The research employs a descriptive interpretive methodology using 32 in-depth, semi-structured interviews.

Findings

This paper shows that social processes and occupational and professional status issues shape career identity in an aged care context. Individuals seek positive career identities through emphasising job fit in relation to their personal experience and values in order to counteract the impact of “taint”.

Research limitations/implications

This study was based in one organisation. Future research could explore its findings in the context of multiple organisations, and include the concept of career identity in other low status, “tainted” occupations, such as childcare, in order to develop a more complete understanding of identity construction processes.

Practical implications

The findings suggest that aged care providers could employ a values-driven approach to recruitment, complementary to pay and career development, to enhance recruitment and retention of aged care employees. Universities and professional bodies could consider more active use of aged care student placements to highlight the opportunities that aged care offer to new graduates in allied health professions.

Originality/value

This paper extends our understanding of career identity in relation to “taint” and “dirty work” in the context of two occupational groups in the understudied sector of aged care.

Details

Personnel Review, vol. 48 no. 1
Type: Research Article
ISSN: 0048-3486

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Article
Publication date: 14 March 2018

Jacinta Ellen Sutcliffe and Subas P. Dhakal

The broader challenges of youth employment and ageing population have collectively received global attention in the Sustainable Development Goals. Under the assumption…

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1516

Abstract

Purpose

The broader challenges of youth employment and ageing population have collectively received global attention in the Sustainable Development Goals. Under the assumption that there are fertile opportunities to judiciously address the youth unemployment and labour shortages within the aged care sector, the purpose of this paper is to draw on the experiences of millennial aged care workers (MACWs) in Western Australia (WA).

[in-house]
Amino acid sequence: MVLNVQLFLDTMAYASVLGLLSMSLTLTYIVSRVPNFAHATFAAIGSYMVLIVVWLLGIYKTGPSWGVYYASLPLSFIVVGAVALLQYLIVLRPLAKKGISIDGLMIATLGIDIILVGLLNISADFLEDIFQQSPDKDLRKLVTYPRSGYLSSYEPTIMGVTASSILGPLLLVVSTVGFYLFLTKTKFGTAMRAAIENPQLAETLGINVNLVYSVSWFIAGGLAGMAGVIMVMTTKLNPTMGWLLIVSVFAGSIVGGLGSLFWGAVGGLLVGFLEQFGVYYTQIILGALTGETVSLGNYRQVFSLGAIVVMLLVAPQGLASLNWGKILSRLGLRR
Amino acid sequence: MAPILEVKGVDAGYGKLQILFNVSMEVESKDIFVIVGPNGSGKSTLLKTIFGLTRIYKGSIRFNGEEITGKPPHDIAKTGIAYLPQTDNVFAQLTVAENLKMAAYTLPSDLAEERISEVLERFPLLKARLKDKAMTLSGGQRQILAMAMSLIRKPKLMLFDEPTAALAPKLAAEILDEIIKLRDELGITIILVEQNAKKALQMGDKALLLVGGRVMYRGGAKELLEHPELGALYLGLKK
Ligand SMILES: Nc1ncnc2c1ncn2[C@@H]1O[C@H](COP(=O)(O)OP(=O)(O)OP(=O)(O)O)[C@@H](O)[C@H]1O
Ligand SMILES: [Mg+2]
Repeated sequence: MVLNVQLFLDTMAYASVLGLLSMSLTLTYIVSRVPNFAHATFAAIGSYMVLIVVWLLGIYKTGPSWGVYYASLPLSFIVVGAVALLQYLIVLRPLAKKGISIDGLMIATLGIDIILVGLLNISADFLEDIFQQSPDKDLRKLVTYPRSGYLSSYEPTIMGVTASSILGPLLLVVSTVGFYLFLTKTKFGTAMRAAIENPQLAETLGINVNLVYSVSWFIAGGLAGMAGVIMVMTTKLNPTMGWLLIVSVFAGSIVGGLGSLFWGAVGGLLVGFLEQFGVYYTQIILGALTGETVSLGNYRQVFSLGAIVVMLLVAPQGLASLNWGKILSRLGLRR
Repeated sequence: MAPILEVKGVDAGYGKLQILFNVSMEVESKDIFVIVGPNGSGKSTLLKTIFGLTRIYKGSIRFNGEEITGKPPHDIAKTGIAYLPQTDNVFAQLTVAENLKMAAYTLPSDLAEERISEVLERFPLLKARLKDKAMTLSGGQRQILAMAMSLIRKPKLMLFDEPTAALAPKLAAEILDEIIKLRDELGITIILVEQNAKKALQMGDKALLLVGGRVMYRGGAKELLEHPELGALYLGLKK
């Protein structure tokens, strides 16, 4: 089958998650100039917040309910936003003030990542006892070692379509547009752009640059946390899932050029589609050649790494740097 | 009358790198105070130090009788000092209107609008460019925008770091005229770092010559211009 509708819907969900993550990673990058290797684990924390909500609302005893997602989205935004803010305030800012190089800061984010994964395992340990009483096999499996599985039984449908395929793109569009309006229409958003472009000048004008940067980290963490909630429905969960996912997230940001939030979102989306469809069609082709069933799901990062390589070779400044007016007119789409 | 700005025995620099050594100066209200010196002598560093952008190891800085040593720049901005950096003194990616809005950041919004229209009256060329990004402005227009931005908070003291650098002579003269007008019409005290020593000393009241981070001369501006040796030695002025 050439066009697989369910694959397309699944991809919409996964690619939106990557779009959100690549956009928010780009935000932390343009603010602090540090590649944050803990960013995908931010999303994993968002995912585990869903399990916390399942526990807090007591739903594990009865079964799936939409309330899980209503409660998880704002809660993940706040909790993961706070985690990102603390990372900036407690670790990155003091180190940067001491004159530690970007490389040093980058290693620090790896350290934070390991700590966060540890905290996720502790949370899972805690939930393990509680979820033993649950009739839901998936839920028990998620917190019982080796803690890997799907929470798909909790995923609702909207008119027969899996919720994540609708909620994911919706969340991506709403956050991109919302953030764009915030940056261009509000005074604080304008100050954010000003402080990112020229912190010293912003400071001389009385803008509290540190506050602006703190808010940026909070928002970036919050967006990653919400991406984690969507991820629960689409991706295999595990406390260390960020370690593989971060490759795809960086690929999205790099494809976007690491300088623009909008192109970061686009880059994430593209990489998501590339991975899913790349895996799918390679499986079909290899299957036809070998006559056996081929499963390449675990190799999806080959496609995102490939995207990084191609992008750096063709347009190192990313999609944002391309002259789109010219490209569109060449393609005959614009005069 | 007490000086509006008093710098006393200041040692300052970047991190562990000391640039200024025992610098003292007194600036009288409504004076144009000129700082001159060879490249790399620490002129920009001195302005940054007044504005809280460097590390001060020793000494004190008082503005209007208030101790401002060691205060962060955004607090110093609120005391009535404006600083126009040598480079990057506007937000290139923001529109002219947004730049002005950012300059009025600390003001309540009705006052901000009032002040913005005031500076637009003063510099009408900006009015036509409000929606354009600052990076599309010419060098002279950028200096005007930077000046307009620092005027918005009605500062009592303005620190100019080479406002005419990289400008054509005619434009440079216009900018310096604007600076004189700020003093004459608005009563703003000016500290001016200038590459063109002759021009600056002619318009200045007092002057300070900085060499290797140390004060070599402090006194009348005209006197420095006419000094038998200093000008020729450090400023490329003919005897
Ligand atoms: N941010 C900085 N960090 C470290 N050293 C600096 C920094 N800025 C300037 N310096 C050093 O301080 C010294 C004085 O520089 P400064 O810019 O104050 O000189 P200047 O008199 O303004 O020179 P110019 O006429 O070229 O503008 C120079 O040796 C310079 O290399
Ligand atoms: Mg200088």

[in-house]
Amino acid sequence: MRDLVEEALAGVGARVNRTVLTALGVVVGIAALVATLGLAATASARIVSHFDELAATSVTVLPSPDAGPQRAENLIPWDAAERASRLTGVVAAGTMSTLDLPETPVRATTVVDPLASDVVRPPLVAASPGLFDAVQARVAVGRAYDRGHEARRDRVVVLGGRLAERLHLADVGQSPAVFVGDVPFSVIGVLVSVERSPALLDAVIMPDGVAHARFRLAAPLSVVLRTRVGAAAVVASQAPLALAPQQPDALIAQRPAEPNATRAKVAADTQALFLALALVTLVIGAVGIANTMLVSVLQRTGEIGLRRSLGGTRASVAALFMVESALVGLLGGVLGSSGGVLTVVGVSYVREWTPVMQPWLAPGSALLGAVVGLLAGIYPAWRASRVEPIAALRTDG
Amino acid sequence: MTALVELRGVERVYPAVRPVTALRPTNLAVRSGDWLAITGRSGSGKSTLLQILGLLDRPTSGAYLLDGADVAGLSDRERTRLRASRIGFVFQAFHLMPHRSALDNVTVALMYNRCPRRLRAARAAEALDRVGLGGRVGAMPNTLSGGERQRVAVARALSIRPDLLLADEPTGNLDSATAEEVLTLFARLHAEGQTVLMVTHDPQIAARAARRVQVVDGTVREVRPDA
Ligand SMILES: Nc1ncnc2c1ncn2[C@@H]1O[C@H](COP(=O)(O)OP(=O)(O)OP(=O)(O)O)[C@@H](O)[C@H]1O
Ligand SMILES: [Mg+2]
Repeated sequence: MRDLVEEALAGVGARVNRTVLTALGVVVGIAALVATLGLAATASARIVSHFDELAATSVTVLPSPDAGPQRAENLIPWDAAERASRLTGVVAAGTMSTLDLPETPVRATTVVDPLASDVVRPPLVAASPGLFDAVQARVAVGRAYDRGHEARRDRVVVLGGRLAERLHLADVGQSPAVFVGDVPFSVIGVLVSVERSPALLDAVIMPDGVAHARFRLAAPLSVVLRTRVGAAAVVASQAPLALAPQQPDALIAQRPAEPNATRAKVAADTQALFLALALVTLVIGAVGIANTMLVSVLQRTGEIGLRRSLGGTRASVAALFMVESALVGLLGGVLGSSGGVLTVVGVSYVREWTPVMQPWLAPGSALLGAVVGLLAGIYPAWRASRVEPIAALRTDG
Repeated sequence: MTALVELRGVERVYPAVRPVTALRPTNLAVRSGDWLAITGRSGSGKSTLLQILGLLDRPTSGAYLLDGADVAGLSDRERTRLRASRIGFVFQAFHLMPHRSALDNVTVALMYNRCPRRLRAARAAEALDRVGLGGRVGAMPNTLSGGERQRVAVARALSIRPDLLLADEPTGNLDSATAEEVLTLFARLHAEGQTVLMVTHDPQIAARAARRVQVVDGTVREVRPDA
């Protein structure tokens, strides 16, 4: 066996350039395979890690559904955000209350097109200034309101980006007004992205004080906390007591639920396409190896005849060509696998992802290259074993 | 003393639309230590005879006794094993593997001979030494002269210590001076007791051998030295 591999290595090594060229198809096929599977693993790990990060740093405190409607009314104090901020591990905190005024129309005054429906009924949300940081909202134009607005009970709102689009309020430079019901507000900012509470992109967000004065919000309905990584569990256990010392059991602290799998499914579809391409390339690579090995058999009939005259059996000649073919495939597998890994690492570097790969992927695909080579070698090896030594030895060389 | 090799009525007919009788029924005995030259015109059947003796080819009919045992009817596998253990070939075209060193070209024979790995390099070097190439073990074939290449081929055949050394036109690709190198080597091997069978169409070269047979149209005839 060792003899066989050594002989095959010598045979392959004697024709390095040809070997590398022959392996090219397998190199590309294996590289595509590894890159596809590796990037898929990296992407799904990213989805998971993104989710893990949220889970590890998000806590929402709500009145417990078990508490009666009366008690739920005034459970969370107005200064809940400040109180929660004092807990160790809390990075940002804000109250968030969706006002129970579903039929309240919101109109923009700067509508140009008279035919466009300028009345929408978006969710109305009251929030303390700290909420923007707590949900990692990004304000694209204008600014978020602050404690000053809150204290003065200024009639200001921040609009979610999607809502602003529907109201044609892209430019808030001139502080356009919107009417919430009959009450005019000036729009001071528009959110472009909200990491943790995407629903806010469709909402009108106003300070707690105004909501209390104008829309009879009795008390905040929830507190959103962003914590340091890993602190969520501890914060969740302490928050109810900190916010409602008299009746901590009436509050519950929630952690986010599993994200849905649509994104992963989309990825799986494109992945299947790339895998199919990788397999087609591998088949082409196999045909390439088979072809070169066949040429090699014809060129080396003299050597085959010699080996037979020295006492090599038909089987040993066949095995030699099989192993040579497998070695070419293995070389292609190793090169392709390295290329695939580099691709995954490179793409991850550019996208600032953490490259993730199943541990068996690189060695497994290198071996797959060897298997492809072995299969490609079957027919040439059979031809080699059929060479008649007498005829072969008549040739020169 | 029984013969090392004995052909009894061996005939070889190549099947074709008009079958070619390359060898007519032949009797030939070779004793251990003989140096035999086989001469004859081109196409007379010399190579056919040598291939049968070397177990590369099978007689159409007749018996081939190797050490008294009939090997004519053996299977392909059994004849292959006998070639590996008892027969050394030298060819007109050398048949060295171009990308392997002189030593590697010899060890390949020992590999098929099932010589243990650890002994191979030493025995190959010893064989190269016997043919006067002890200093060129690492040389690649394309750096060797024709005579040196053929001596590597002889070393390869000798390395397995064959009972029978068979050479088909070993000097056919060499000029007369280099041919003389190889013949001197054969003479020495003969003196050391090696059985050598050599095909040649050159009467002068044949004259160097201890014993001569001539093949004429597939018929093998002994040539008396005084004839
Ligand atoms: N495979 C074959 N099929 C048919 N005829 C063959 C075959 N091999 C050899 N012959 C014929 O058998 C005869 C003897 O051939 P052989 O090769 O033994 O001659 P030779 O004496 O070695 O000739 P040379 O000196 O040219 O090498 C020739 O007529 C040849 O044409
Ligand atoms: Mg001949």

Design/methodology/approach

The paper makes use of an exploratory research approach which involved three aged care facilities in WA. A total of 19 semi-structured interviews with MACWs (n=14), human resources managers of aged care facilities (n=3), government official (n=1), and a union representative (n=1) were carried out.

Findings

The results revealed that millennials prefer positive working relationships with managers, co-workers and residents, flexible work schedules and value the altruistic nature of the profession. In addition, unsupportive work environment and workplace pressure to satisfy the needs of elderly residents reduced millennials’ desire to remain in the industry.

Originality/value

These findings have the potential to inform human resources managers, aged care service providers and policy makers to formulate strategies to retain the millennials, especially the unemployed, considered vital to the vitality of the Australian aged care industry.

Details

Equality, Diversity and Inclusion: An International Journal, vol. 37 no. 2
Type: Research Article
ISSN: 2040-7149

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Article
Publication date: 12 June 2017

Anne Hogden, David Greenfield, Mark Brandon, Deborah Debono, Virginia Mumford, Johanna Westbrook and Jeffrey Braithwaite

Quality of care in the residential aged sector has changed over the past decade. The purpose of this paper is to examine these changes from the perspectives of staff to…